The Assault Weapons Ban, Feinstein (and others) Amendment Number 1152 (Senate – November 9, 1993), is due to sunset this year. This law is ineffective and unnecessary, and it should be allowed to sunset as originally scheduled.
There is an unfortunate amount of misinformation around this law. Gun advocates call it the “scary weapons ban,” because the law primarily regulates certain cosmetic features. The law applies only to semi-automatic weapons, not automatics.
This law explicitly regulates the “manufacture, transfer, and possession of certain semiautomatic assault weapons.” These weapons are not automatic. Every time you pull the trigger on a semi-automatic weapon, the gun fires one bullet. Automatic weapons are capable of firing more than one bullet per trigger pull, and automatic weapons are capable of what is called “spray fire,” or unaimed, sustained fire. Automatic weapons, incidentally, are tightly regulated under other, unrelated laws. The assault weapons ban doesn’t affect automatic weapons at all, despite attempts to link the two in people’s minds.
The law begins by stating that it applies only to semi-automatic weapons. The law then describes the other, cosmetic features that rifles, shotguns, and handguns must have to be considered “assault weapons.”
A rifle is considered “assault” if it has the ability to accept a detachable magazine and has two or more of the following:
Let’s look at these features. They are relatively cosmetic features, and they do not intrinsically increase the rate of fire or the lethality of the weapon.
A folding or telescopic stock makes a weapon easier to carry, especially useful for hunters who may have to carry their weapons for miles before finding game. Stocks are available in any length off the shelf; this law only bans stocks that can change size.
A pistol grip on a rifle can make the weapon easier to handle, especially for people with small hands, i.e., women. The grip itself doesn’t make the weapon fire more quickly; the weapon is simply easier to hold and aim.
Grenades are already heavily regulated under other laws, and I can’t recall the last time I read about someone injured by a bayonet, let alone a bayonet mount.
Flash suppressors do not “suppress the flash” in the sense that most people would understand that phrase. They do not keep the flash from being seen, say, at night as a sniper shoots down from a hill. Even if the sniper were using a flash suppressor, spectators would still be able to see the flash of the weapon and thus locate the sniper. No, what a flash suppressor does is redirect the flash to the sides of the barrel instead of the top. The flash suppressor prevents the shooter from being blinded by the flash each time she shoots. This allows her to aim better by preventing that temporary blindness all of us experience when we suddenly look at a bright light.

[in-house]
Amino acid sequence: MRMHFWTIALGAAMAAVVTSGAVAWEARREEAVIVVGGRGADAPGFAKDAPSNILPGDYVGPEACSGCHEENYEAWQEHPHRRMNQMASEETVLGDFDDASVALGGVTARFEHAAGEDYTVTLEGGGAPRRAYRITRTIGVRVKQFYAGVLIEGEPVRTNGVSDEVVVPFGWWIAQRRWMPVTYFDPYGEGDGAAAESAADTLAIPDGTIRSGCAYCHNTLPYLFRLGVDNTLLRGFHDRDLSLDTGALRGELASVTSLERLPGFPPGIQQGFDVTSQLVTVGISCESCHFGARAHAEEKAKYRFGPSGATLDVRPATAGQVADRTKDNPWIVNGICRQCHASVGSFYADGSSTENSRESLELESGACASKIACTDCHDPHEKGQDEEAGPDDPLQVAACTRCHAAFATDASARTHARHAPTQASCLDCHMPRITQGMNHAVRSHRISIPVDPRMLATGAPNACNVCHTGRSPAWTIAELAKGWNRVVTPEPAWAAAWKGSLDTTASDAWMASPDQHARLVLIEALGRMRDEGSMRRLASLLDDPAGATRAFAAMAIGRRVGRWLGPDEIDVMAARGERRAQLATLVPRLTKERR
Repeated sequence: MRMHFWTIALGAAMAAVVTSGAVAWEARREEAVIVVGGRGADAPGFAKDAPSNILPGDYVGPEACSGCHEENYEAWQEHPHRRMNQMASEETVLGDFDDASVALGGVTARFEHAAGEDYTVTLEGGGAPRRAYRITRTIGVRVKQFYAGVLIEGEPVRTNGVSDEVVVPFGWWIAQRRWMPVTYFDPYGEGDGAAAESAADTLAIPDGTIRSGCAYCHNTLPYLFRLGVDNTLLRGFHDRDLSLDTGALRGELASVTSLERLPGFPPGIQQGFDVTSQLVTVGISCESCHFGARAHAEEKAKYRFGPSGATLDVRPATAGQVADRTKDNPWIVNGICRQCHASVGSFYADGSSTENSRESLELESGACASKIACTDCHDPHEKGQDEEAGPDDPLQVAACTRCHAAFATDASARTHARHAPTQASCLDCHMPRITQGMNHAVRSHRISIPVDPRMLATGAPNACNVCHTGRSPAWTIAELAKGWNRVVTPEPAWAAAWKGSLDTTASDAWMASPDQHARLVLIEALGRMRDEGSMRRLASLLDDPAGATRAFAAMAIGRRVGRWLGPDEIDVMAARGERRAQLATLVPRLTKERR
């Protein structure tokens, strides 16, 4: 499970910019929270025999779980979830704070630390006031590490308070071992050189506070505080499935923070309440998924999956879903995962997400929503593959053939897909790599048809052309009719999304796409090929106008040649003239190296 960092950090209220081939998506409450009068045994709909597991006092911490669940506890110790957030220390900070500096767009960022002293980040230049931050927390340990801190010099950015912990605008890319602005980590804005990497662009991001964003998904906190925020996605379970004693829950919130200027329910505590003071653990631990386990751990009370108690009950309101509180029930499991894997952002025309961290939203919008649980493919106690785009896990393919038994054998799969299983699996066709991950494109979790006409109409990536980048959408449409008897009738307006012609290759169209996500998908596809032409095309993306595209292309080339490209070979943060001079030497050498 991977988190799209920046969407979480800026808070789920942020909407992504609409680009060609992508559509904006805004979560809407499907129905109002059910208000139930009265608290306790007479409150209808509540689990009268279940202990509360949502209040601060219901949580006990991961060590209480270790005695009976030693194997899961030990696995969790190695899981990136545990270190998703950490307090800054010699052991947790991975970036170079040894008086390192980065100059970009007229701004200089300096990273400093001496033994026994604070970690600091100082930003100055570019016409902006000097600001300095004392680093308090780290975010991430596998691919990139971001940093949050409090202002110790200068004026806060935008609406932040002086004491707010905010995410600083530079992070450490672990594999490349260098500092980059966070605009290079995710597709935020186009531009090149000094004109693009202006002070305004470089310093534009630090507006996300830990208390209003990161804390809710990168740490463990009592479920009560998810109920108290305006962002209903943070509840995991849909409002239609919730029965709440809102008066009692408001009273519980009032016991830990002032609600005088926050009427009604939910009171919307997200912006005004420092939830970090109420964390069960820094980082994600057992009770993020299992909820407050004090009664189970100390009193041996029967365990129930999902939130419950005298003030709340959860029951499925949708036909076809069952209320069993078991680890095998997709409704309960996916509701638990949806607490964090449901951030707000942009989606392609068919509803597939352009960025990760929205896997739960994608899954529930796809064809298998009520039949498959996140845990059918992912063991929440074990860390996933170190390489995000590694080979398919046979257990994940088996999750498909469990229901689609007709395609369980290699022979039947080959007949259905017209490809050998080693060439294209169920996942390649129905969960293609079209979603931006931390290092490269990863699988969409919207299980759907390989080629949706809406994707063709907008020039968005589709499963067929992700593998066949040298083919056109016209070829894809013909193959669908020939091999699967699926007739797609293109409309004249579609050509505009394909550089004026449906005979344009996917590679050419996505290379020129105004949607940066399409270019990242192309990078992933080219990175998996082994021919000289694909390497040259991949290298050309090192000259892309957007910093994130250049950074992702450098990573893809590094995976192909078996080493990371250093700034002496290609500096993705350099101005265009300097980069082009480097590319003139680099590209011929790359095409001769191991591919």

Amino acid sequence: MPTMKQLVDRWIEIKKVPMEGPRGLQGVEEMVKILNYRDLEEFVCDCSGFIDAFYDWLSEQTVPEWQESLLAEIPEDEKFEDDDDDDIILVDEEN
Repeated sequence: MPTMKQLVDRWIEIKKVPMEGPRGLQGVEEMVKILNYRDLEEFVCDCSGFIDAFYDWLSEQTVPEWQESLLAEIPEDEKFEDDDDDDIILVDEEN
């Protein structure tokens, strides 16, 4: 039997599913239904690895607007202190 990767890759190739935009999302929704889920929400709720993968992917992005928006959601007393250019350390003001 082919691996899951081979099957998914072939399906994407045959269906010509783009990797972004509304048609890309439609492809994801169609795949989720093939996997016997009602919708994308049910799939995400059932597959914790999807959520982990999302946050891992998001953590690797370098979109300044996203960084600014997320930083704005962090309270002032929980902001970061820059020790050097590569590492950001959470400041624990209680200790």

Finally, a threaded barrel has no effect on speed or accuracy of fire; the threads simply allow gadgets like flash suppressors to be attached to the weapon.
A handgun is considered “assault” if it has the ability to accept a detachable magazine and has two or more of the following:
The location of the magazine does not effect the aim or lethality of the weapon; all it does is make the weapon potentially appear more threatening.
Again, a threaded barrel has no affect on speed or accuracy of fire. Adding a barrel extender can increase accuracy, but that is not what is being banned here – what is being banned is the threads that may be used to extend the barrel.
Heavy guns are no more lethal that light guns and are actually less suited for criminal use than lighter, easier to carry and conceal weapons.
The second half of the law bans the manufacture of “high capacity ammunition feeding devices,” or normal capacity magazines. Any law-abiding citizen who wants to keep more than 10 rounds in her weapon must buy a pre-ban magazine. These pre-ban magazines, economics being what they are, are extremely expensive. But many people think the expense is worth it – if you wake up to find a local gang in your living room, all probably armed, and all intent on doing harm to you and your family, how many rounds do you want in your gun? Do you trust yourself to disable each attacker with one shot? Most people, including the police, cannot reliably hit five or six targets straight on with a single shot each, and one hit with a handgun is rarely sufficient to immediately stop an attacker.
Police officers are allowed to carry high capacity magazines. This, presumably, is because they may need to defend themselves in a gun fight, not because they intend to commit crimes. Law-abiding civilians often have to defend themselves as well, and they not have an artificially low magazine.
There are legitimate uses of all the cosmetic features and non-cosmetic capabilities that are banned by this law.
In addition, “assault weapons” were responsible for less than 1% of all deaths of law enforcement officers, even before the ban.
In short, this is a bad law. No lives are saved. Criminals still have access to guns. Law-abiding citizens are at best inconvenienced and stripped of their second amendment rights and at worst deprived of adequate defense.
This law bans scary looking guns and allows politicians to feel good that they have “done something” to stop crime. In reality, this law is worse than useless.
Let it die.